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Leapin’ Blennies

January 18, 2011
In true science writer geekdom, I have spent the last week trying to figure out where the name “blenny” comes from. Of course, it comes from the suborder name Blenniodei (in the order Perciformes) and the family name Blenniidae…yada yada yada. But where does the blenn- come from?

Most scientific names come from Latin, but Google came up empty when I searched for Latin variations of blenn. Could it be someone’s name (eg. Dr. Blenn)? Again, my search proved fruitless. That left one logical explanation: the original blenny-namer was a toddler. Who else could match a cute little name with a cute little fish?

Anyone who knows Greek, apparently. It turns out that the name blenny isn’t that cute after all. Blenn- comes from the Greek word blennos, meaning mucus. And since there are approximately 833 species in the Blenniidae suborder, there are about 833 species of mucus fish. Nice.

Saber-toothed blenny, William Leo Smith, AMNH

Why the sudden interest in blennies? Well, I came across a paper about saber-toothed blennies. Don’t they sound vicious? Yeah…They’re not. They do have fang-like canine teeth and those teeth are connected to a venom gland. But they only use their built-in weapons to nip skin or mucus off an unsuspecting fish (much like naughty bluestreak cleaner wrasses).

My disappointment in the saber-toothed blenny left me searching for a cooler blenny—a mucus fish that could walk or talk or…leap. Meet the Pacific leaping blenny. These fish begin their lives in the ocean as planktonic larvae and then move to the supratidal zone, which is the rocky, splashy section of land above the high tide line. That’s right, these fish live on land.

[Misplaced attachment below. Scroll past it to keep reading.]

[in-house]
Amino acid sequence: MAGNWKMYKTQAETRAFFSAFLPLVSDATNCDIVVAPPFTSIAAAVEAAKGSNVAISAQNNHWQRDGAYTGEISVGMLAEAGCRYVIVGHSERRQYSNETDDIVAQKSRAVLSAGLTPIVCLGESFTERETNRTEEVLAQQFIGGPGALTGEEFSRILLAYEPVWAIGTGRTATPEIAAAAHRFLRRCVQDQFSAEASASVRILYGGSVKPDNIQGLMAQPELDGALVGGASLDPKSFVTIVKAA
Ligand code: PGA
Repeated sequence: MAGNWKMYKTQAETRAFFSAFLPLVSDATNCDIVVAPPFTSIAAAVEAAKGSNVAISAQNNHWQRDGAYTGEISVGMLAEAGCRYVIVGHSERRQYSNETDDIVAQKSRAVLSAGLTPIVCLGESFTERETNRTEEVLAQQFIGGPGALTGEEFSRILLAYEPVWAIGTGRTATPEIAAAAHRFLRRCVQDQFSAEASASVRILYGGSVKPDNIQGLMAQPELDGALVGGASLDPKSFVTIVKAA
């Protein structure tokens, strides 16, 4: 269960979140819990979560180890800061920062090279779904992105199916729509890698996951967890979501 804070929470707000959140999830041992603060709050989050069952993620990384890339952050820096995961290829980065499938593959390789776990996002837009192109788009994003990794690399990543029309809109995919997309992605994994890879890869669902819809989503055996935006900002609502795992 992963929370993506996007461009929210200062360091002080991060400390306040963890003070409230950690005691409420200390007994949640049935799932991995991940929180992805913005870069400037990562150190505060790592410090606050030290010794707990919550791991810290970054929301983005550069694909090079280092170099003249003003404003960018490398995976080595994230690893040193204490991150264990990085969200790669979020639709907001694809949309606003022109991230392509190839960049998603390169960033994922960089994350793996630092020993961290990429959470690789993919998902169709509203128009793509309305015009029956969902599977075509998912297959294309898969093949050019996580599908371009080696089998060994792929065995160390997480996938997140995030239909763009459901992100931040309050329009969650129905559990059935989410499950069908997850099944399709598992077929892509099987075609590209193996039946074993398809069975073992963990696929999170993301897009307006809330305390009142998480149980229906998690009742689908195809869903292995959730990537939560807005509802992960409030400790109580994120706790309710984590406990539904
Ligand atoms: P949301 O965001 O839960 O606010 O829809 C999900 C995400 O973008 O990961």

Obviously, any normal fish living on land would be totally screwed. First, there’s the issue of breathing. Normal fish use gills to extract oxygen from the water. That same process would work just fine in air if it weren’t for the fragility of the lamellae (the part of the gills responsible for gas exchange). Out of the water, a fish’s lamellae will collapse, rendering gas exchange—and therefore breathing—impossible. To thwart suffocation, Pacific leaping blennies don’t breathe through their gills when they’re on land. Instead, they take oxygen in through their skin.*

Then there’s the issue of mobility. Normal fish swim. Swimming requires water. Critters that live on land tend to walk. Walking requires legs. The Pacific leaping blenny has neither, but such piddly details don’t really matter for a fish that can leap.

In a fantastically titled paper (“A Locomotor Innovation Enables Water-Land Transition in a Marine Fish”), Shi-Tong Tonia Hsieh describes the leaping maneuverability of these talented mucus fish. To launch itself, a Pacific leaping blenny curls its tail towards its head and pushes its tail fin into the ground, propelling itself forward and up at a speed of 1.5 meters/second (3.3 mph). Like this:

Ahem. I can’t embed the video. Click here to see it.

To travel shorter distances on land, they simply hop:

Again, the video issues…Click here to see the blenny hop.

I know what you’re thinking: These fish may be able to hop and leap, but what would they do if there were a vertical sheet of plexiglass in their habitat? Ironically enough, Dr. Hsieh had the same question. Here’s the answer:

Of course, I still can’t embed a .mov video so click here to see it.

*FYI: Walking catfish have a structure that strengthens their lamellae so that they can continue to use their gills on land.

Hsieh, S. (2010). A Locomotor Innovation Enables Water-Land Transition in a Marine Fish PLoS ONE, 5 (6) DOI: 10.1371/journal.pone.0011197

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2 Comments leave one →
  1. Joseph permalink
    December 5, 2012 2:25 pm

    I compare how the sabre-toothed blenny takes advantage of other fish to how we influence others in this article:

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